This document describes the management functions necessary for deploying of application services with the BWCTL-API command-line tool or via a web interface.
To deploy application services, all you need to do is generate one or multiple
tokens for each application service and place these tokens on workload nodes.
The token will automatically enable secure communication for the application
service hosted by the node, in strict accordance with the service roles (see
Create Service Graph > Authorize Service section for details).
The steps below will guide you through the token generation and deployment process.
An application service requires at least one token to communicate with other services. You can generate a number of tokens to provide each service instance with its own token.
Using Web Interface¶
To generate a new token for an application service, click
Add Token on the
service page in the
myApp > Services section–in this example
Fill out the fields in the
Token pop-up window:
- token expire period in days
- token validity duration.
Starting with family version 1.4, the token scope can be restricted to a given workload or workload location.
Submit the new token configuration. You should see the token identifier and value appear in the next pop-up window.
Token comprises two parts–token identity and token secret–separated by a colon. This is the only time you can see the token secret. Be sure to copy the entire TOKEN as it appears on your screen, it will be needed later.
After you copied your new token, close the pop-up window. You should see the
token identifier and expiry time appear in the
Tokens list on the application
service page–in this example
To generate a new authorization token for your application service, run this
service_name@contract_name –in this example
http-proxy@myapp –as an
]$ bwctl-api create service_token http-proxy@myapp
You should see output similar to this:
--- apiVersion: policy.bayware.io/v1 kind: ServiceToken metadata: token_ident: 76686212-f14e-4919-aabc-bcd6b09e28dc:ee0760eb054ffd95e290e6ef2bbf7739 spec: domain: myapp expiry_time: 22 Oct 2020 19:40:49 GMT service: http-proxy status: Active
Again, the Token comprises two parts–token identity and token secret–separated by a colon. This is the only time you can see the token secret. Be sure to copy the entire TOKEN as it appears on your screen, it will be needed later.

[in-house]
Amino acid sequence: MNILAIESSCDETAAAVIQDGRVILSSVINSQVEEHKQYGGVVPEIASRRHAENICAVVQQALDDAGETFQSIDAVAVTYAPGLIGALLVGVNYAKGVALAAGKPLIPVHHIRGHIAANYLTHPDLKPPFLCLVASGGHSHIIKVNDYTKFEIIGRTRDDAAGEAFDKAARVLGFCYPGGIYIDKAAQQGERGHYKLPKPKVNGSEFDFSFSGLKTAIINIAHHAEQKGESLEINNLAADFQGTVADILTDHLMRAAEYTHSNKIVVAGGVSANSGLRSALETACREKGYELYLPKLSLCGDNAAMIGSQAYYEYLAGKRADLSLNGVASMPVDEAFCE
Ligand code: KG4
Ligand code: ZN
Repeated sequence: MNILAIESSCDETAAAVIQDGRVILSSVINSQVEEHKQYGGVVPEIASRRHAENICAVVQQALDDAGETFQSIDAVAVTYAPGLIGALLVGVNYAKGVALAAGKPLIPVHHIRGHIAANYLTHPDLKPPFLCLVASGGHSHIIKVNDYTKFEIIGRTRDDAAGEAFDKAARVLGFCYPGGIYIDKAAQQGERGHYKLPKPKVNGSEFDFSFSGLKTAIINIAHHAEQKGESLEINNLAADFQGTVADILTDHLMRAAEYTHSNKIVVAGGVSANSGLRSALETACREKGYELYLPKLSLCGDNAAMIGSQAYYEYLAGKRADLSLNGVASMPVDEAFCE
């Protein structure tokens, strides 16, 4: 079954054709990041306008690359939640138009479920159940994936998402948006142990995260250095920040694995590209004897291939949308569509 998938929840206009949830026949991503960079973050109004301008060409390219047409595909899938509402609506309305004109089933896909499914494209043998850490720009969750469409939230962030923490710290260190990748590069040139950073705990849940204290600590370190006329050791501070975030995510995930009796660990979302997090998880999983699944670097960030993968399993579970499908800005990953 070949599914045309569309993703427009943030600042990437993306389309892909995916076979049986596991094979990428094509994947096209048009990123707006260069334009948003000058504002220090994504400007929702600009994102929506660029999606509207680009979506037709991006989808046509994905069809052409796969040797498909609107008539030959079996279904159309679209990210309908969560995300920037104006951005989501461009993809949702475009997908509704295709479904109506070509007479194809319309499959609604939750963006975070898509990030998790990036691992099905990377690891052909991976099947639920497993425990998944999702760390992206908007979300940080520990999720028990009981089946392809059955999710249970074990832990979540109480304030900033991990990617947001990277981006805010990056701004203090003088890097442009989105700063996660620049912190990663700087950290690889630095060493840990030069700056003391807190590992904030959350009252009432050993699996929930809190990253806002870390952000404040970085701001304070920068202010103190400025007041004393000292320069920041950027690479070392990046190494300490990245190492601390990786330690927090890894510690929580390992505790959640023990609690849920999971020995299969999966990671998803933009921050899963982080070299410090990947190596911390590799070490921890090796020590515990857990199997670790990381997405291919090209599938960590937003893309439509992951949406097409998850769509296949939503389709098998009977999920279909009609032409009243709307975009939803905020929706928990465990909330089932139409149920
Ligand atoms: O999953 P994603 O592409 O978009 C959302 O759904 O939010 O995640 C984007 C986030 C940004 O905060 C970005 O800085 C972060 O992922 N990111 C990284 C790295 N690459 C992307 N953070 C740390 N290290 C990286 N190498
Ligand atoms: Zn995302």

To deploy an application service on a workload node, you need to provide the node policy agent with a service authorization token.
To discover a remote service, your application service must use the remote service FQDN from the contract.
The steps below will guide you how to pass a token to the policy agent and set up a remote service FQDN for the application service.
SSH to Workload Node¶
To start deploying a service on a workload, first ssh to the workload from your
fabric manager using the workload name–in this example
]$ ssh azr2-w01-myfab5
The fabric manager SSH service is set up automatically for easy and secure access to any node in your service interconnection fabric.
When you are on the workload node, switch to root level access:
[ubuntu@azr2-w01-myfab5]$ sudo su -
Next, edit the policy agent token file by running this command:
[ubuntu@azr2-w01-myfab5]# nano /opt/bayware/ib-agent/conf/tokens.dat
Add the token to the
tokens.dat file and save the file, which in this example
will contain after editing:
To apply the token, reload the policy agent by running this command:
[ubuntu@azr2-w01-myfab5]# systemctl reload ib-agent
At this point, you can visit the policy orchestrator and find a registered
endpoint on the
Service Graph page of your application.
Now, you can install your application service on the workload node. In this
example, a package called
getaway-proxy installs by running this command:
[ubuntu@azr2-w01-myfab5]# apt-get install getaway-proxy
The service automatically discovers all remote services sharing the same contract. To enable it, update the application service configuration file with the remote service FQDN by running this command: